ENTERTAINMENT

Amy Winehouse Documentary Blasted By Star's Father Mitch Ahead of Cannes Film Festival Premiere

26/04/2015 10:53 BST | Updated 26/04/2015 11:59 BST

Amy Winehouse’s father Mitch has spoke out, ahead of the premiere of the new documentary ‘Amy’, which charts his daughter’s rise to fame.

The film is one of the most hotly-anticipated releases of the year for music fans, however the ‘Back To Black’ singer’s dad isn’t impressed with the documentary.

mitch winehouse

Mitch Winehouse

‘Amy’ is due to be premiered at Cannes Film Festival next month, but Mitch has now spoken publicly about the movie, criticising the team behind the film.

Speaking to The Sun, Mitch states: “I felt sick when I watched it for the first time. Amy would be furious. This is not what she would have wanted.

“They had a pretty good idea of the film they wanted to make from the off and weren’t going to let anything, like the truth or Amy’s friends, get in the way.”

In a statement issued to Huffington Post UK, the Winehouse family have explained their decision to consciously disassociate themselves from the film.

"Fundamentally, the Winehouse family believes that the film does a disservice to individuals and families suffering from the complicated affliction of addiction," the statement reads. "By misunderstanding the condition and its treatment, the film suggests for instance that not enough was done for Amy, that her family and management pushed her into performing or did not do enough to help her.

"In reality, the filmmakers were told of a huge effort from all concerned to help Amy at all stages of her illness and their constant presence in her life throughout, as well as that of many excellent medical professionals. As many families know, addiction cannot begin to be treated properly until the individual helps themselves and there is no 'one size fits all' solution."

amy winehouse mitch

Amy and Mitch

In his interview with the Sun, Mitch goes on to criticise the film creators’ decision to allow Blake Fielder-Civil to feature in the documentary, adding: “Blake is saying in the film that the reason Amy was like that was because of me — not because he gave her crack and heroin and because he completely manipulated and coerced her into Class A drugs.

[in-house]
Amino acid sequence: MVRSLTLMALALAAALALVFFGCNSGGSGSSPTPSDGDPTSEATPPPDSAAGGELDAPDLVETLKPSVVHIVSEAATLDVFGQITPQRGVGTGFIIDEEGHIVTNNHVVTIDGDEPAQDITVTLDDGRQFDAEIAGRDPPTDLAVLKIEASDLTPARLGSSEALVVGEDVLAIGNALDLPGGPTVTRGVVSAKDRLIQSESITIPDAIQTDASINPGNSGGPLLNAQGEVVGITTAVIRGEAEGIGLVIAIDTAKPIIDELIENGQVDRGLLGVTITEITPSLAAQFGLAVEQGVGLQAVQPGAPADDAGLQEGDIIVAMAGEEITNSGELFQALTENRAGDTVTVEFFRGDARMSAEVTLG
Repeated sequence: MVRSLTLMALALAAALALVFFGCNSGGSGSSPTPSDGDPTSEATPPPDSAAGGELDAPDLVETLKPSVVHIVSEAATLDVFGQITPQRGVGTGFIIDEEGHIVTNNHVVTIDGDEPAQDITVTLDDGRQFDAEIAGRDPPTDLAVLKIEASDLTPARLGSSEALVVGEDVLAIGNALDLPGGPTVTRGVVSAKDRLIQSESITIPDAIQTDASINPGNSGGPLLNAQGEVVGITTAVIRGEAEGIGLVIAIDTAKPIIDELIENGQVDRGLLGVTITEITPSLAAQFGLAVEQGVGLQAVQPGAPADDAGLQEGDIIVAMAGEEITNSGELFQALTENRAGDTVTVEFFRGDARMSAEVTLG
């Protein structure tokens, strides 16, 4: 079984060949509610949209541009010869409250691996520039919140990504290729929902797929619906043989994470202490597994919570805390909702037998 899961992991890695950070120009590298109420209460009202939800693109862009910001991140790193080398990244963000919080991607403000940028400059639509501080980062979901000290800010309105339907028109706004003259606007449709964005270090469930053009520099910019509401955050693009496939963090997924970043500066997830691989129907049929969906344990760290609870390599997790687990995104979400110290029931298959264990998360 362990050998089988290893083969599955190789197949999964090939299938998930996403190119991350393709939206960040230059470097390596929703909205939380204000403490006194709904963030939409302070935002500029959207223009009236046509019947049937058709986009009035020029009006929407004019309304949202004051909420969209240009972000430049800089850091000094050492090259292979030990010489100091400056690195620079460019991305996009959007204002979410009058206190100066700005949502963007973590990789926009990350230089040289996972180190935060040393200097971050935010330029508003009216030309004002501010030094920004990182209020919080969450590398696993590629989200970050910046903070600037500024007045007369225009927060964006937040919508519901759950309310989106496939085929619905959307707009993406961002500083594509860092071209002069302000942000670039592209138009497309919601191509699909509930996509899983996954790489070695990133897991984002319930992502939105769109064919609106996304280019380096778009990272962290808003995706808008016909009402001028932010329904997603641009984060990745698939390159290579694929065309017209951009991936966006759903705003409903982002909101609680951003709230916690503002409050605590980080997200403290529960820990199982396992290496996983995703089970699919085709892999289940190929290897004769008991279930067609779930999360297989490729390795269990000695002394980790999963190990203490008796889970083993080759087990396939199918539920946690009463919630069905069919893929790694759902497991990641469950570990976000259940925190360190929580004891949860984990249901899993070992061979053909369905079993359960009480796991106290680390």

“If the real truth came out about Blake, he wouldn’t be able to walk down the street so how they can allow him to make that claim about me is so hurtful and beyond belief.”

The former London cabbie even goes on to add that he might consider taking legal action when the film is released.

“We can’t stop it but when the film does come out we can sue for libel or slander. Our lawyers will view the film and reserve the right to do that and see whether there are any grounds,” he states.

“I am painted as being an absent father during her last years. It gives the impression the family weren’t there.

“I was there for her — we were all there every day and Amy phoned me up to seven times a day. From this film there’s no impression of that whatsoever. Especially when she was sick, I was there all the time.”

amy winehouse

The first 'Amy' poster

‘Amy’ is due to be premiered with a special midnight screening at the film festival in May.

Asif Kapadia, who directed ‘Senna’, is behind the film, which charts Amy’s rise to success and the huge achievements she managed before her death in 2011.

Here is the family's statement in full:

The Winehouse family would like to disassociate themselves from the forthcoming film about their much missed and beloved Amy. The documentary about her life will be released this summer and receive its premiere at the Cannes Film Festival.

They feel that the film is a missed opportunity to celebrate her life and talent and that it is both misleading and contains some basic untruths. There are specific allegations made against family and management that are unfounded and unbalanced. The narrative is formed by the testimony of a narrow sample of Amy’s associates, many of whom had nothing to do with her in the last years of her life. Counter views expressed to the filmmakers did not make the final cut.

Fundamentally, the Winehouse family believes that the film does a disservice to individuals and families suffering from the complicated affliction of addiction. By misunderstanding the condition and its treatment, the film suggests for instance that not enough was done for Amy, that her family and management pushed her into performing or did not do enough to help her. In reality, the filmmakers were told of a huge effort from all concerned to help Amy at all stages of her illness and their constant presence in her life throughout, as well as that of many excellent medical professionals. As many families know, addiction cannot begin to be treated properly until the individual helps themselves and there is no 'one size fits all' solution. Furthermore, Amy was an adult who could never be told what she could and could not do. Through their work with the Amy Winehouse Foundation, Amy’s family have met many others enduring through the same struggle that they endured and have helped hundreds of disadvantaged young people in Amy’s name. They will continue to do so and hope their work creates more understanding of a terrible illness.

Watch the ‘Amy’ trailer below...

Amy Winehouse

LIKE US ON FACEBOOK | FOLLOW US ON TWITTER